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Prebuilt rocket simulation in STAR-CCM+ for academic rocketry teams

Siemens Valued Contributor Siemens Valued Contributor
Siemens Valued Contributor

This article shows how academic rocketry teams (ex: Spaceport America Cup) can use the attached simulation to simulate compressible external flow and nozzle flow while allowing the user to very easily make changes to the geometry through parametric CAD that is integrated into the existing simulation setup. It’s also easy to change the chamber and atmospheric pressure along with the freestream flow Mach. Note that this is a multiphase simulation since it includes both air for the external flow and exhaust gases for the nozzle flow. Including both phases helps increase the accuracy of the thrust calculation.




The CAD of the rocket built into STAR-CCM+ mimics the common designs seen amongst Spaceport America Cup rocketry teams. This simulation allows the user to change the:

  • Nose shape
  • Shape and number of the fins
  • Shape of the fuselage
  • Shape of the nozzle



  • This simulation is built in 13.02, so you will need to open this in version 13.02 or later.
  • The simulation has been cleared of mesh and solution to reduce its file size so that it can be attached here. Once the file is download, extracted, and opened you will need to mesh this. Once it's done meshing, ctrl select all scenes, right click, apply representation, volume mesh.



To change the CAD, first open the simulation, right click 3D-CAD Model 1, and edit. In the feature tree you can see that a sketch was used to create the fuselage and domain which was then revolved -90 degrees. The domain was only rotated 90 degrees so that the computational domain covers a quarter section of the rocket and assumes symmetric boundary conditions. After this a plane was created for the fins, the fin sketches were created from this and were then extruded. I created 2 fins, but the front fin is placed in a manner so that it is not included in the simulation since most teams do not use this. If you want to use it, simply edit the sketch for fin 1 such that the fin is positioned as you want it. Note that the plane used to create the fins sketches is rotated by 45 degrees so that it sits in the center of the domain (90 degrees/2 = 45 degrees). You can see this when clicking the fin plane and looking at the bottom left properties window – it says [45.0, 0.0, 0.0] deg. If your rocket has 3 fins, simply change the revolve from -90 degrees to -120 degrees (360 degrees/3=120 degrees) and the fin plane to 60 degrees (120 degrees/2=60 degrees) for the X axis value. If you want to change the nose, fuselage, or nozzle shape you can either change the design parameters on the bottom left of the screen and then iteratively update the CAD. However, for interactive CAD changes you can right click and edit the domain and body sketch and then change the parameters directly in the sketch itself or delete these parameters and use your mouse to move the sketch/split vertices.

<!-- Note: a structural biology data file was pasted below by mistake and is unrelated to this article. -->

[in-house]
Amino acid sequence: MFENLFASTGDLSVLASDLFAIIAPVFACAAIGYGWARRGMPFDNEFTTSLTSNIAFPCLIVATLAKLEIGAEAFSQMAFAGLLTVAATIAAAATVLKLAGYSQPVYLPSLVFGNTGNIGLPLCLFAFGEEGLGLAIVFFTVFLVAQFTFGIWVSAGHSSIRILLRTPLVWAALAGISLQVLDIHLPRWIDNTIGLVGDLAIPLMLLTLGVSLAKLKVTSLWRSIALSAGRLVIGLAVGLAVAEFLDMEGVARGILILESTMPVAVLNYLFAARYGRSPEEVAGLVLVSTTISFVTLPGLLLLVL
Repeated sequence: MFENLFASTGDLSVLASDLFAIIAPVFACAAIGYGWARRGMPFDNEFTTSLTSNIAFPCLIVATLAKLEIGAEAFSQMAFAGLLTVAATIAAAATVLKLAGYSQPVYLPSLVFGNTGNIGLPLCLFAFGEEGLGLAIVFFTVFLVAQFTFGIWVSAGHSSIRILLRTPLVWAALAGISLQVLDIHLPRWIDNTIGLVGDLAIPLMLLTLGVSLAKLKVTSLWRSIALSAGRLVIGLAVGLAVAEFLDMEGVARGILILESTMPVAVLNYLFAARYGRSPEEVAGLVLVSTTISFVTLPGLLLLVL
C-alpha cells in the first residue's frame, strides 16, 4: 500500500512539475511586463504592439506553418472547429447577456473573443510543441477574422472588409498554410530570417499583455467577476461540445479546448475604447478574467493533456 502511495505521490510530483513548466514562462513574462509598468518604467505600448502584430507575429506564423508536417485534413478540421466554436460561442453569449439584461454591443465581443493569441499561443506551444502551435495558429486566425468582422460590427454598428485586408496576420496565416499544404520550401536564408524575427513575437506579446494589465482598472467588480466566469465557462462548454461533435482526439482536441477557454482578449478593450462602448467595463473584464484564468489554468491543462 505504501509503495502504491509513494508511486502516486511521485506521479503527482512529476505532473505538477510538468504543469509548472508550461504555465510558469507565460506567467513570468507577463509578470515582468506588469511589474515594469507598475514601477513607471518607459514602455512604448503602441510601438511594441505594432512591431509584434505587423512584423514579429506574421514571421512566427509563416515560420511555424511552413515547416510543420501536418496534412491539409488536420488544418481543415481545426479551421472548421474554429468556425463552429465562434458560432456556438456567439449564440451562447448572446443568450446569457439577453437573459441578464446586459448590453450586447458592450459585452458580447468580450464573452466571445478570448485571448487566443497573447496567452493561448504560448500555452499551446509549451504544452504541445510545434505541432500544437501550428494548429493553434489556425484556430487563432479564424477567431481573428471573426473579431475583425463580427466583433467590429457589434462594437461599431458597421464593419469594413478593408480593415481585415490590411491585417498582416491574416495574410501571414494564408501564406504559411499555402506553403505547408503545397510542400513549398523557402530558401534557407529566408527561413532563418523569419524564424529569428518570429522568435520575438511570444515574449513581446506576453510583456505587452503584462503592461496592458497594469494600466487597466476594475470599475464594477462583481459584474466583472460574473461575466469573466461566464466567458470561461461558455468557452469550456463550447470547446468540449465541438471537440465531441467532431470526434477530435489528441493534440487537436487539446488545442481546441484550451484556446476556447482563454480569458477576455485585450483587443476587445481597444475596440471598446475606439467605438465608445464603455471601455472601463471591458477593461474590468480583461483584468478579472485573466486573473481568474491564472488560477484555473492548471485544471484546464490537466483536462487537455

If you have pre-existing CAD, I would recommend importing this into STAR-CCM+ and then altering the prebuilt CAD in STAR-CCM+ around so that it matches your preexisting CAD. Once you are in the 3D-CAD model you can import your CAD by right clicking to top node (in this case, it’s called 3D-CAD Model 1), import, CAD model. I would recommend importing a Parasolid file (.x_t or .x_b). Once it’s in you’ll likely need to move it around which can be done by right clicking the bodies that just came in and selecting translate or rotate.


Note that you don’t have to use the CAD built into STAR-CCM+, this was merely done to streamline the CAD to simulation process because having the CAD built directly into STAR-CCM+ makes simulating changes to the CAD much faster and most teams use the same geometric layout. You can import your CAD using the process mentioned above but you’ll first need to name your surfaces for the fins, nozzle, etc as it’s shown in the current simulation, next you’ll need to ensure there is a clean watertight seal on the CAD, and then finally transfer the 3D CAD to the parts level. From there you’ll need to feed this into the existing mesh setup and the corresponding boundaries.




This section gives an overview of how the meshing was setup, but for general use the main thing you need to use is the java macro that comes with this (added to attached zip file on 7/2/2019). Just simply play it using the blue play icon at the top. This allows you to make any change to the CAD, atmospheric pressure, chamber pressure, etc and run a new simulation to completion with an adaptive mesh. More on the adaptive meshing is shown below.